January 08, 2024


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I heard a deep-pocketed local investor put money into the Pacifica Tribune to save it.

One website for the Pacifica Tribune, the Half Moon Bay Review, and Coastside magazine is coming. It's in development now. There will be tabs for each of the three publications on one page. In addition, both the Tribune and the Review now email daily newsletters to subscribers.

I haven't renewed my subscription for two reasons:

1. There is a lot of duplicate postings between the two papers. Yet one would have to buy two subscriptions , one for the Trib and one for the Review at the new and higher price.

2. There isn't a whole lot of journalism going on at these papers, they're more of a bulletin board.

I've also had comments I've left on articles not posted, and at least one letter to the editor in which words were changed, and the former editor denied doing so, blaming the copy editor!

Despite all of that, I would subscribe if there were access to both Web sites for the $99 price.

Could there be a discount rate for seniors? Most seniors just don't have a lot of extra cash!

Since local ownership happened, I've been an enthusiastic subscriber, digital only. To go from $55 per year to $99 per year is too much of a jump for our budget. I'm in my mid 60s headed to retirement, my husband is retired. Besides us geriatrics, we have three geriatric pets. All of us need dental work.

Regretfully will not renew.

Join what? What is your potentially sustainable financial model? The online outlet for local journalism? Support the further development of digidiots? For me, this reeks of the abject overall failure of purely online social media to provide reliable information.

Then join us, Carl. It's going to take all hands on deck to promote and support local journalism, and we need every involved citizen like you to get it done.

Yes, but. My original statement that the company doesn't know how to make a go of it stands. Also my charge that the digital divide separates many, and not just older people, from the informational output of reliable (objective, comprehensive) journalistic sources. That results in the sort of damaging inequity that comes about when some groups are separated from the information, analysis, and discussions of information that other groups are dealing with. Consider, for example, the more rural states (with their disproportionate power in the electoral college).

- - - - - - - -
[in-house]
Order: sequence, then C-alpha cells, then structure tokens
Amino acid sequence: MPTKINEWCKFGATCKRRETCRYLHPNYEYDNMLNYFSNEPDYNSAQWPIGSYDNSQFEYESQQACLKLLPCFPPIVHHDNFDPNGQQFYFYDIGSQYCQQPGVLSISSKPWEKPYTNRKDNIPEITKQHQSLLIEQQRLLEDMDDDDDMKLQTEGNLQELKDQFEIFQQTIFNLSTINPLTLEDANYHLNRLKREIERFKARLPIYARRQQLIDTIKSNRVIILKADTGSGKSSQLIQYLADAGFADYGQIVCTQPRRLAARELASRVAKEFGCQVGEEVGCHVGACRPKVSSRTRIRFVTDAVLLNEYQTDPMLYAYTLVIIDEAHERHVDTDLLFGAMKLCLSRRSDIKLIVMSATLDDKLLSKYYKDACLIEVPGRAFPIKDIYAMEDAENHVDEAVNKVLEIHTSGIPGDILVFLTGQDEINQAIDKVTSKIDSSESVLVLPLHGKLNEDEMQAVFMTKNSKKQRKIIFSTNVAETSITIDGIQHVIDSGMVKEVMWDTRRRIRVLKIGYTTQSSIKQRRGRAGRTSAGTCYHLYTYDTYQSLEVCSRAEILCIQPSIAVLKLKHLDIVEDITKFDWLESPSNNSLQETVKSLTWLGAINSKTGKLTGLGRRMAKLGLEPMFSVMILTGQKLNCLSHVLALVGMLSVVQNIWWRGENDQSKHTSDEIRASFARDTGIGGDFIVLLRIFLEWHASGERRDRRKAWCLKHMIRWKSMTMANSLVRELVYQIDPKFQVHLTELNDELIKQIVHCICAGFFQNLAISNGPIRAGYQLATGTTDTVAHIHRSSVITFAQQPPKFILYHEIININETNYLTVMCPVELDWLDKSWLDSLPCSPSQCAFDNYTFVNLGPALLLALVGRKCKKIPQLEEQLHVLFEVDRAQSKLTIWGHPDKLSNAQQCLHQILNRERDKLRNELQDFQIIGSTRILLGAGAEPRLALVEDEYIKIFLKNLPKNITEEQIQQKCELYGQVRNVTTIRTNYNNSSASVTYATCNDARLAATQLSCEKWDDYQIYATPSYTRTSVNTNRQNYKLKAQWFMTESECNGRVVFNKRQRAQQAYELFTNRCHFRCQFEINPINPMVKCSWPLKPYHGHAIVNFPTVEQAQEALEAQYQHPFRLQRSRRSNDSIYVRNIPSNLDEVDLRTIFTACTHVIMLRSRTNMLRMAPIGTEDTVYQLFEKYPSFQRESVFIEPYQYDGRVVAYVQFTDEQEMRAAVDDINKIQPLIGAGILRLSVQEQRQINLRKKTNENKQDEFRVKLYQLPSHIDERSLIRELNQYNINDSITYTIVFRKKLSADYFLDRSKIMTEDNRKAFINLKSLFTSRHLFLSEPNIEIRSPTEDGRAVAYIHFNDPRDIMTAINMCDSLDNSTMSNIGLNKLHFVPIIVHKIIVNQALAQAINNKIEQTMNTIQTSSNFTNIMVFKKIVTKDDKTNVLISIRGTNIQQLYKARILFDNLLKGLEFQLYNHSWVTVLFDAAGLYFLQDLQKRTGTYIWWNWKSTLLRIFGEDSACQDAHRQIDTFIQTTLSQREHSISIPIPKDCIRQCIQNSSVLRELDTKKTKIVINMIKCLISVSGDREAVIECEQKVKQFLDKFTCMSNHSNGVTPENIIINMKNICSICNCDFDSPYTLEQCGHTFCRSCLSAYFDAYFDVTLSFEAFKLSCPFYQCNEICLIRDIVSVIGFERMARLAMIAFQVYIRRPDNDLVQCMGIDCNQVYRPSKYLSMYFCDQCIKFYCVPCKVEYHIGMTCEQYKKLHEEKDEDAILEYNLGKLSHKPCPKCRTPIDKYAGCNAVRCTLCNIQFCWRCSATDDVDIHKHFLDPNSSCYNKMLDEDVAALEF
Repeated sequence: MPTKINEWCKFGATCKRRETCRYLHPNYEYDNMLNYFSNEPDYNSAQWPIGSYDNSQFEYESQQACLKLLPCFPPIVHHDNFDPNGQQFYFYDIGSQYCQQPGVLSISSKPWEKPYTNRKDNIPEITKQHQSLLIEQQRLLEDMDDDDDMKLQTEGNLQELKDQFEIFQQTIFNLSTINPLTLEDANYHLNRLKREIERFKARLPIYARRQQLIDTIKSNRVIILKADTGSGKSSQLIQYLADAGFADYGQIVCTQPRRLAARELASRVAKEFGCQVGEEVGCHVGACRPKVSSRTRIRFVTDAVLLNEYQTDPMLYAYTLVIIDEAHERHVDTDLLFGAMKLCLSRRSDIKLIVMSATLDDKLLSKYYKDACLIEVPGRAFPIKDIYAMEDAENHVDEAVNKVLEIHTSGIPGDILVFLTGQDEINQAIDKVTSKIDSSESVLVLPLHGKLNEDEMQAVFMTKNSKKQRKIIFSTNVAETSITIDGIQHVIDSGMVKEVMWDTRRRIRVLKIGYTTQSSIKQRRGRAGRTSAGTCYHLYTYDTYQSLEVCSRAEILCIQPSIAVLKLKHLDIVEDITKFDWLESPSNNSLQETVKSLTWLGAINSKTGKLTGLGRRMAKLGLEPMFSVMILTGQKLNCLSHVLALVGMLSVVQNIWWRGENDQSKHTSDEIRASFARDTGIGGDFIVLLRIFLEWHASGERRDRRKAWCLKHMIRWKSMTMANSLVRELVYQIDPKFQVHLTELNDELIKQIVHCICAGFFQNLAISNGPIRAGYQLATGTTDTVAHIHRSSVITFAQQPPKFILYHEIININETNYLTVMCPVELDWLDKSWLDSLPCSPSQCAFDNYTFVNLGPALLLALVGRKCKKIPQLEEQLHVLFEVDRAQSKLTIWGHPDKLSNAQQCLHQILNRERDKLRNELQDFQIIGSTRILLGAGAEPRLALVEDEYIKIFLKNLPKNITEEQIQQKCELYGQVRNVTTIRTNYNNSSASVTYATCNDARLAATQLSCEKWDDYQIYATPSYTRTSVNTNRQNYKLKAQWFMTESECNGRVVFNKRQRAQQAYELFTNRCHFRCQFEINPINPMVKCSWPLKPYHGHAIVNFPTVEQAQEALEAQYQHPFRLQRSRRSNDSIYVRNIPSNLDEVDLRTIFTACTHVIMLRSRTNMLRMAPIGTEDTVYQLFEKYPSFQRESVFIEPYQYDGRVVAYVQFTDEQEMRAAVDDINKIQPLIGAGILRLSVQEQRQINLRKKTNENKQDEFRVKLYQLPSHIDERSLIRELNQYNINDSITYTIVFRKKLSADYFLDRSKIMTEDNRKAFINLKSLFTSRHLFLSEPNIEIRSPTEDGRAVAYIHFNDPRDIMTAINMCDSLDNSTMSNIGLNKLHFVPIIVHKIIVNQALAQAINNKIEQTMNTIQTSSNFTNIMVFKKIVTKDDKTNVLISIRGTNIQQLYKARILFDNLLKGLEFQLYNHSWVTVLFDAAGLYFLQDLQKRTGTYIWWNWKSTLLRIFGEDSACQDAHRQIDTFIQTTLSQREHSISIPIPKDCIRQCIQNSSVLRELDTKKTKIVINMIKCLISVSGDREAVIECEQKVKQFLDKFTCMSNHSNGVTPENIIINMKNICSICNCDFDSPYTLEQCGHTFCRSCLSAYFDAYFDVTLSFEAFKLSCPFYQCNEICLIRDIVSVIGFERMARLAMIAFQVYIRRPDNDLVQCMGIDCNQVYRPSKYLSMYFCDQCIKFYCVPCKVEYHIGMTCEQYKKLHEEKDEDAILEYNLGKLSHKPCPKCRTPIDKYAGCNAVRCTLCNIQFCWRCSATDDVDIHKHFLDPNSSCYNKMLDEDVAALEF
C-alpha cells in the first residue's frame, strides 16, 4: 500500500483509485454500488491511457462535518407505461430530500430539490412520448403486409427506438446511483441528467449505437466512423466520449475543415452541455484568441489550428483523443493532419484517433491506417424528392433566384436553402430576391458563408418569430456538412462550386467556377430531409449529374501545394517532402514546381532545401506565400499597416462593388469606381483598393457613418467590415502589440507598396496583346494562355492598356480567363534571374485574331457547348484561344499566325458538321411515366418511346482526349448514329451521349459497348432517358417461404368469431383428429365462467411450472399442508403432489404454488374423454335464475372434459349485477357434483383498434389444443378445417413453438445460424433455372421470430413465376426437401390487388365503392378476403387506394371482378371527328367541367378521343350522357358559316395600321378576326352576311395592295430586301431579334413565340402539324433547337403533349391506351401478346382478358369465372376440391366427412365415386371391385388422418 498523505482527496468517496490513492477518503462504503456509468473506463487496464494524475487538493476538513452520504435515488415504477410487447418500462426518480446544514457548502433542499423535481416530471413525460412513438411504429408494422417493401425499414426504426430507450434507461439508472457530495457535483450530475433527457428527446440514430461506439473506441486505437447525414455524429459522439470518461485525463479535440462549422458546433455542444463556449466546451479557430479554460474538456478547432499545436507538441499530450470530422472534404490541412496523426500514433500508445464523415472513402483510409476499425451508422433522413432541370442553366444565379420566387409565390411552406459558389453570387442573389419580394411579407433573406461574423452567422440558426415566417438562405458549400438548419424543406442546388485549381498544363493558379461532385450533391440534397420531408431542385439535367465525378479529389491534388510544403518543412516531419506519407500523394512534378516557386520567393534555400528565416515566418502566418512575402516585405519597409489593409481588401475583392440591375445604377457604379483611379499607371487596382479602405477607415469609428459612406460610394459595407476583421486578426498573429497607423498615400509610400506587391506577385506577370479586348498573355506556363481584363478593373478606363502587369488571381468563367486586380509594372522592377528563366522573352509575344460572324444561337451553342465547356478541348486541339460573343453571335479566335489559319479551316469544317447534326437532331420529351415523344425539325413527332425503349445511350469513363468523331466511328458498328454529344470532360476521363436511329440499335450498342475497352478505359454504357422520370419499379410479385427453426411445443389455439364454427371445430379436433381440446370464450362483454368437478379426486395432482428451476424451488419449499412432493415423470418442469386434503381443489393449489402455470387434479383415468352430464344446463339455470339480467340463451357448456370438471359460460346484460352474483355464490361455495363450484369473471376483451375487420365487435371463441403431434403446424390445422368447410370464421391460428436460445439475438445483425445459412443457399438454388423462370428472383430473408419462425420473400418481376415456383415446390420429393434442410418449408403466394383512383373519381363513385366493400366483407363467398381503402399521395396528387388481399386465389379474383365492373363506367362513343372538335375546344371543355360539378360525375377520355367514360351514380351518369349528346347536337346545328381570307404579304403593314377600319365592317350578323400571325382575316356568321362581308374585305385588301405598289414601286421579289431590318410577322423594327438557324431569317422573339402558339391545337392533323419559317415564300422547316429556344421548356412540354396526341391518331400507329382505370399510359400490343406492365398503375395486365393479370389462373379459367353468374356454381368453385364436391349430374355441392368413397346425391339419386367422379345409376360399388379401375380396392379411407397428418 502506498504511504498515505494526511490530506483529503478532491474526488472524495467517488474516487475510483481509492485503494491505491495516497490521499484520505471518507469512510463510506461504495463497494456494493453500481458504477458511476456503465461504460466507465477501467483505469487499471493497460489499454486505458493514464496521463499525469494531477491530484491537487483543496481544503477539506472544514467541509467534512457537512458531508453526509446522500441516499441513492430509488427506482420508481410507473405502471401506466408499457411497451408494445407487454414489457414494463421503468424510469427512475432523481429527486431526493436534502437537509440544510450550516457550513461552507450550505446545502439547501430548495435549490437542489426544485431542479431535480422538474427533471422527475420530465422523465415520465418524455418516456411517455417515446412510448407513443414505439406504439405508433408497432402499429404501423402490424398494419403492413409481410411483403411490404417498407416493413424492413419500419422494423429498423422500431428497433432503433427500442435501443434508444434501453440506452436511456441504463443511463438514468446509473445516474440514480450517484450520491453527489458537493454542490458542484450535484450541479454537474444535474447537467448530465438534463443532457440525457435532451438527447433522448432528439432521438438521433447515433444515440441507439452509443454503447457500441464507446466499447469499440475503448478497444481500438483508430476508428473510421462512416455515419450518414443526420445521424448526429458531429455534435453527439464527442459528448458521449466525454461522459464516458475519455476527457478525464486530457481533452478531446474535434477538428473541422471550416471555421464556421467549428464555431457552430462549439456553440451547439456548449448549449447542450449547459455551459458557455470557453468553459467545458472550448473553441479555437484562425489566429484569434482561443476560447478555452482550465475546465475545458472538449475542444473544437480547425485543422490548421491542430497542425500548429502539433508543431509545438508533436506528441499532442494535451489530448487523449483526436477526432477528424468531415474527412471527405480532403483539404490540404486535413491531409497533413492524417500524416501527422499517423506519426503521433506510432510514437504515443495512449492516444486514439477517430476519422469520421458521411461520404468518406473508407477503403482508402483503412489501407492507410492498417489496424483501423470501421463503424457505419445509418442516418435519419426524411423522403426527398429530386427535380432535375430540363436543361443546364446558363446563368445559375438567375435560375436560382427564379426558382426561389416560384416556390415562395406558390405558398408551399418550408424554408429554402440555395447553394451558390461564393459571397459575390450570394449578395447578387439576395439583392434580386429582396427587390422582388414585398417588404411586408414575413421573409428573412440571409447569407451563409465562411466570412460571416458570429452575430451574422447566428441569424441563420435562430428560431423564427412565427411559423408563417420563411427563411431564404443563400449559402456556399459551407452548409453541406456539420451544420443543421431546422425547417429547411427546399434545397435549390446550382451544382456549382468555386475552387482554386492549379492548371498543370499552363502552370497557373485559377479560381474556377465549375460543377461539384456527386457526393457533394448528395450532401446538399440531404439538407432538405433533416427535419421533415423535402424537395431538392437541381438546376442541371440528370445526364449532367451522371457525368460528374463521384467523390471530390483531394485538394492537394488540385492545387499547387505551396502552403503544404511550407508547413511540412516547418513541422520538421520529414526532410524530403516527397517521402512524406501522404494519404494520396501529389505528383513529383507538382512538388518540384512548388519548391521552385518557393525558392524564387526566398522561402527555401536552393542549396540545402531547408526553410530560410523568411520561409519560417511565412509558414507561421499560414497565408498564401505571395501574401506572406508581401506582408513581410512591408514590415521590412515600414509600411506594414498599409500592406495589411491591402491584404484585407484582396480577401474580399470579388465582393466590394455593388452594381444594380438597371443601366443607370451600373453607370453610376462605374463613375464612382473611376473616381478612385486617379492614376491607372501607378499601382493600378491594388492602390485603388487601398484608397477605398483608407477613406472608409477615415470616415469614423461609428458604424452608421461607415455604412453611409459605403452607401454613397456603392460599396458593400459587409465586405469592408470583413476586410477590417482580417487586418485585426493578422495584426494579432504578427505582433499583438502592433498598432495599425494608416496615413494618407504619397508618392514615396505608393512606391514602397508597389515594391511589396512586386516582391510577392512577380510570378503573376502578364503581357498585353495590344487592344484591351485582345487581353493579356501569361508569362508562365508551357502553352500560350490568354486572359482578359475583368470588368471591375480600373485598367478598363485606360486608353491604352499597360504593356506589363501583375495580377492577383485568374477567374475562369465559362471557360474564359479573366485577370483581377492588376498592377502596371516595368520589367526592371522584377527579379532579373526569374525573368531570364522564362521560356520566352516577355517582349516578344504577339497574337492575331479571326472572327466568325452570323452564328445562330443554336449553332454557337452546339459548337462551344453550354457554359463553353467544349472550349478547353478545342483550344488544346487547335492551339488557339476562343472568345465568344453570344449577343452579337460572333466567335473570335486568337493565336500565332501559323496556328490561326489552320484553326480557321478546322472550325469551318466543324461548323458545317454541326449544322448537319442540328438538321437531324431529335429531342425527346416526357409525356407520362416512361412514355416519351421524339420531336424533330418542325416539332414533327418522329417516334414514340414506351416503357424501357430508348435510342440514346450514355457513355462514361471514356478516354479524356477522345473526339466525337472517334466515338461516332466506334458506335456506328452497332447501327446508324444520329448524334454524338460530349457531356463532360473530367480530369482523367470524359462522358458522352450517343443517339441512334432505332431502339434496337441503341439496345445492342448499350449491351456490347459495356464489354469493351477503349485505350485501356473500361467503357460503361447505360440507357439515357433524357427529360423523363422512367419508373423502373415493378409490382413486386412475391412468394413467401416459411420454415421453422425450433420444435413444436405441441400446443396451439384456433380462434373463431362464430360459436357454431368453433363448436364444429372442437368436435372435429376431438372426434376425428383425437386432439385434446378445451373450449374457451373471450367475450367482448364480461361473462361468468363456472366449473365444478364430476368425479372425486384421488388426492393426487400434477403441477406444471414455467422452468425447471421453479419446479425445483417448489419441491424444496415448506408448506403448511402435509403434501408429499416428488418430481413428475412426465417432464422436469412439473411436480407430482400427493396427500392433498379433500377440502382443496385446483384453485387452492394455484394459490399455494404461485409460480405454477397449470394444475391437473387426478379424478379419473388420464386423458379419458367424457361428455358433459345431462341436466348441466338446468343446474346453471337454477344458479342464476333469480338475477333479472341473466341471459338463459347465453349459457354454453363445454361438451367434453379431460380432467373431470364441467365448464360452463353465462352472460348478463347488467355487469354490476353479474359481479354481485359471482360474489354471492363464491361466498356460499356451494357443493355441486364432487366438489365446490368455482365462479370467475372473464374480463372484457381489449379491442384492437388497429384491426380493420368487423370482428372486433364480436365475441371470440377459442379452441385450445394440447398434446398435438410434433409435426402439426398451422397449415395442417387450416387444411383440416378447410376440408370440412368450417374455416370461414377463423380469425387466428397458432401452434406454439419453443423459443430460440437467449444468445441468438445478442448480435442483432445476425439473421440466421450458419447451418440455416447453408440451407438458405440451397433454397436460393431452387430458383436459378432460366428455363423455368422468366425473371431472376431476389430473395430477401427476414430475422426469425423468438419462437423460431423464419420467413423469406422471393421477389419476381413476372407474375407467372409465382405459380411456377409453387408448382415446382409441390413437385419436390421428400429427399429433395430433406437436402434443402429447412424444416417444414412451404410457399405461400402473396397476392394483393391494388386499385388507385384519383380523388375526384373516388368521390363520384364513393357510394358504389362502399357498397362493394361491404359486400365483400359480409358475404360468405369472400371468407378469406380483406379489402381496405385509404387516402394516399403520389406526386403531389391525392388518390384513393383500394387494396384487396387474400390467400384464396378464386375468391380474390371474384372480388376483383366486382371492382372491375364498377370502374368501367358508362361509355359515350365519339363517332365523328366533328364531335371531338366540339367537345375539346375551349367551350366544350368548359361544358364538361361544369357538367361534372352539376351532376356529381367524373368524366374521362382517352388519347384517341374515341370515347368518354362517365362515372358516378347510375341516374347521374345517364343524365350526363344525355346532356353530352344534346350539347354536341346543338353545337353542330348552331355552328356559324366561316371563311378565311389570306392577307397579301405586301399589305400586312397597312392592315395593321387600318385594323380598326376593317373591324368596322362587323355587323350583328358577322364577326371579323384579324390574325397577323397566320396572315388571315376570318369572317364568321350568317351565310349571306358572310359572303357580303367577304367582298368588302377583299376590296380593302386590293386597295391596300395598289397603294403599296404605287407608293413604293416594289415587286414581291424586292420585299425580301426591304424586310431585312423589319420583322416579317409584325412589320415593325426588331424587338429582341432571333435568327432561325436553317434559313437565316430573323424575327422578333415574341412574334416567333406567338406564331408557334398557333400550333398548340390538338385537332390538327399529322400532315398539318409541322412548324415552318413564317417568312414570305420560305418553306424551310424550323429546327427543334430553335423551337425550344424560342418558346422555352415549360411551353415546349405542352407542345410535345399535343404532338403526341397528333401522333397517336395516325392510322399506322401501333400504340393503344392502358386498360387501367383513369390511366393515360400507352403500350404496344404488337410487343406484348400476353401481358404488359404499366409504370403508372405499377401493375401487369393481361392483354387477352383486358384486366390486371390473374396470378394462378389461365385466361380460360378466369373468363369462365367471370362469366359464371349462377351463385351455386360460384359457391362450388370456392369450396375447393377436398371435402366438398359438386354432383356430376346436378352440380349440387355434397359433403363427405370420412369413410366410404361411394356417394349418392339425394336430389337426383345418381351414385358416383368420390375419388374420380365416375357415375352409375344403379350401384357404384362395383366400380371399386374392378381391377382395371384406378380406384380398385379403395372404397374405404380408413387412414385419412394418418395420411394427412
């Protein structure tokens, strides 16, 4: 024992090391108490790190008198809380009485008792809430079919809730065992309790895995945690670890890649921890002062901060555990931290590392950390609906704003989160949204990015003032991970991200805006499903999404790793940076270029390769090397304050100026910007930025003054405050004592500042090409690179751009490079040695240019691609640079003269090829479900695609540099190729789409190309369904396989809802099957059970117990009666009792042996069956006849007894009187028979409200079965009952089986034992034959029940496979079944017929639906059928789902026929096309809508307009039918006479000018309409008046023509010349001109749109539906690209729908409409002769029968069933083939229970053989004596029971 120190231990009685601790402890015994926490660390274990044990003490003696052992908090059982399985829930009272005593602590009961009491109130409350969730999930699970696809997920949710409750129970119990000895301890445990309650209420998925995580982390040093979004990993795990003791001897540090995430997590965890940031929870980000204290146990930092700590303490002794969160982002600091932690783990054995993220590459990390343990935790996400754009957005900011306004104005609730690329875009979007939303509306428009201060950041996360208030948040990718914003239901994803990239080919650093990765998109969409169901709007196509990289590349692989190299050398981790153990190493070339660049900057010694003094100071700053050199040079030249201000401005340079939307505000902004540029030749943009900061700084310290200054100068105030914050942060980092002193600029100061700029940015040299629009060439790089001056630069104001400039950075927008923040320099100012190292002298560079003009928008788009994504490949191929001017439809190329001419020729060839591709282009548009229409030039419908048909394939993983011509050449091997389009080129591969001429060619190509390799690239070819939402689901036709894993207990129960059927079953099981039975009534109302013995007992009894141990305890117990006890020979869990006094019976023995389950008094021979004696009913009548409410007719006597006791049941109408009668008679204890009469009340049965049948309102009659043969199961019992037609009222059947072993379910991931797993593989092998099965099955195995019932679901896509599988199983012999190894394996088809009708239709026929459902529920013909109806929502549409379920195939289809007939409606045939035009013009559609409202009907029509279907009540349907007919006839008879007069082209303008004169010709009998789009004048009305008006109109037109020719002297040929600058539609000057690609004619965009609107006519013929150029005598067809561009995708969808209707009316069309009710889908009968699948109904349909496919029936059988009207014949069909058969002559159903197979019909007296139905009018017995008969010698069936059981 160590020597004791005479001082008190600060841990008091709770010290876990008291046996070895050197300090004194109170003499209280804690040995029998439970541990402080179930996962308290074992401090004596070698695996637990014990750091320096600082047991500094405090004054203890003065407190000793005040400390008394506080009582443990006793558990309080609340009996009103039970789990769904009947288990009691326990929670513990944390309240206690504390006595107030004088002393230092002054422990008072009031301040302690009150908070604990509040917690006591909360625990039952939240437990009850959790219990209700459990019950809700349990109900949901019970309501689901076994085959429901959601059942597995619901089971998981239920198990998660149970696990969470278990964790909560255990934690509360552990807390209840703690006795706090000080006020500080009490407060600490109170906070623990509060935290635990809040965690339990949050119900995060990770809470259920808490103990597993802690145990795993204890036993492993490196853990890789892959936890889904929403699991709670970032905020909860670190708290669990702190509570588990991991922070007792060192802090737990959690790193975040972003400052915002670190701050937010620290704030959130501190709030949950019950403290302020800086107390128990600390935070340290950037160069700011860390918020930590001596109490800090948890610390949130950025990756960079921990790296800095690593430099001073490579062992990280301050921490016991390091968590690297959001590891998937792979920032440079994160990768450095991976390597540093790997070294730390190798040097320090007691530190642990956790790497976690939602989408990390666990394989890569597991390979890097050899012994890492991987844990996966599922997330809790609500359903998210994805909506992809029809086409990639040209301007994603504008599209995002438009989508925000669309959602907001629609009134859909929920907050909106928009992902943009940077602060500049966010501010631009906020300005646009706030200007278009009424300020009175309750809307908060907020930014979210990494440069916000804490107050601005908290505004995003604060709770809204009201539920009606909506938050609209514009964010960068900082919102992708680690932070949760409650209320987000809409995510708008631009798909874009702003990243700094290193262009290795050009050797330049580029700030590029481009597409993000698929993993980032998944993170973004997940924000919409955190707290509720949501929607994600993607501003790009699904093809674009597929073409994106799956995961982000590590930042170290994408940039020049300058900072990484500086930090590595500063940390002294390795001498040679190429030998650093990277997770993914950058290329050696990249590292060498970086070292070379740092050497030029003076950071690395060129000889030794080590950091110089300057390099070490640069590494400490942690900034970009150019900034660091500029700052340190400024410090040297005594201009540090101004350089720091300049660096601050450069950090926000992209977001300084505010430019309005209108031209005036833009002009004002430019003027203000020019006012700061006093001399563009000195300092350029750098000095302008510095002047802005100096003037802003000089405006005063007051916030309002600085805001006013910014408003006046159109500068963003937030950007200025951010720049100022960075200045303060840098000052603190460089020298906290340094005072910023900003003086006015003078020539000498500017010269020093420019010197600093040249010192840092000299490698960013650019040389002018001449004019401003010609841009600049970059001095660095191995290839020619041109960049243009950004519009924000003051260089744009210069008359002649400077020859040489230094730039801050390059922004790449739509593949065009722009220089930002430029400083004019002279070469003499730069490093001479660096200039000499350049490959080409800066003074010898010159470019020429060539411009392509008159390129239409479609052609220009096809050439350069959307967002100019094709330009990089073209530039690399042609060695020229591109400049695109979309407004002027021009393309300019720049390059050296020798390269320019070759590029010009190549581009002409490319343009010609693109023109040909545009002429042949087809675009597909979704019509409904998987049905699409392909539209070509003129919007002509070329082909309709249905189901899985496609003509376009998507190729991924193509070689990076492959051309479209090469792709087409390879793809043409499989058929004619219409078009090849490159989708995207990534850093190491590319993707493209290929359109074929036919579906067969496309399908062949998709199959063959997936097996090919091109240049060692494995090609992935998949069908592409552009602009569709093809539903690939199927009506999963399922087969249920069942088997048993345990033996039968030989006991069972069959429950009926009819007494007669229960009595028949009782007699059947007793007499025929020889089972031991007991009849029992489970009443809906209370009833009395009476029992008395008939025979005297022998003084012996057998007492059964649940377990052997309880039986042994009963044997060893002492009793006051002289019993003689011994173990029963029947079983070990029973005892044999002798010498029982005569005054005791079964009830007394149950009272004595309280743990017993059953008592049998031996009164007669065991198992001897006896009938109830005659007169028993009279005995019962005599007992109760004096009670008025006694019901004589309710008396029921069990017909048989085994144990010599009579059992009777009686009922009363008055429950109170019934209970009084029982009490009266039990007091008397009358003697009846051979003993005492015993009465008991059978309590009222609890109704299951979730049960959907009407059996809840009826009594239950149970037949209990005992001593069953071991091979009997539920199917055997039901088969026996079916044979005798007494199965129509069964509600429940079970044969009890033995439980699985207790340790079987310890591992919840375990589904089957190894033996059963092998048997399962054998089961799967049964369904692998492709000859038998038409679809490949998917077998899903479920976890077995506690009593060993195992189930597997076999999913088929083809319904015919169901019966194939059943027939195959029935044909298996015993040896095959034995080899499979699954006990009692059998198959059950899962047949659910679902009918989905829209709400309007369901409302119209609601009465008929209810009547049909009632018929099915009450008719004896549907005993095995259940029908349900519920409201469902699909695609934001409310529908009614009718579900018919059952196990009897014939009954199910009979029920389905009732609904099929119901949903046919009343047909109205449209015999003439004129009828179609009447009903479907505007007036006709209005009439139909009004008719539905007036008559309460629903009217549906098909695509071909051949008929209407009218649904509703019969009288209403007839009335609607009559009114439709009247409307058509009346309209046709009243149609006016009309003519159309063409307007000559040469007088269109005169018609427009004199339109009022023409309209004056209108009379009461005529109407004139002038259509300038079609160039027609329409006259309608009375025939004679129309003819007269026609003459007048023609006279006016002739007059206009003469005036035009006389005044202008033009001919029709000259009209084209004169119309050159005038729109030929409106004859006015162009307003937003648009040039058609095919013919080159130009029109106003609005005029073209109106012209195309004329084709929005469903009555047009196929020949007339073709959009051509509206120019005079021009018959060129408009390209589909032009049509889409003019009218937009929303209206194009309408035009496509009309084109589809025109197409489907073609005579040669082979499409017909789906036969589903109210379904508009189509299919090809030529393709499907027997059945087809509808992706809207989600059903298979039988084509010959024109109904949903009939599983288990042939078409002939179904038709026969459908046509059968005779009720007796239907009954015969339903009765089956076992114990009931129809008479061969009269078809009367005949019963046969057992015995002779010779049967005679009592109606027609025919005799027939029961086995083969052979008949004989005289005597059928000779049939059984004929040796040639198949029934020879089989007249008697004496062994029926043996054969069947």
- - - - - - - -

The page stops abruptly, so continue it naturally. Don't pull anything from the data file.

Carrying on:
It's not an admission that CNGI doesn't know how to make a go of printed media, it's that no local weekly newspapers can make a go of printed media. All newspapers either lose money on print or they have to charge enormous amounts of money for print subscriptions. The cost of print and distribution and everything else that goes into the production of a print newspaper has gone way up. Almost all local weeklies are digital only – they have to be in order to survive. Even major dailies are struggling with the cost of print. It pains me that we have to increase the digital divide – although digital does have some news benefits that weekly print can never have such as breaking news alerts, video, etc. – but older people are the only ones who read print newspapers any more (because they've been doing it since before the internet). Many people now get their news (and misinformation) in social media posts on their phones. The internet has changed everything. I'm not happy about some of those things, but we can't hold back the sea or the red ink that comes with continuing to print and deliver local weekly newspapers.

It's not brave. It's an obliquely retiring admission the company doesn't know how to make a go of printed media. Perhaps a bit better for the environment but a bit worse for overall equity in that it doesn't bridge the ever-widening digital and educational divides. I'll spare you my extensive packaged rant about the overall unreliability and superficiality of online information and discussion, and openly admit that I'm jamming out a point of view digitally at this very moment.

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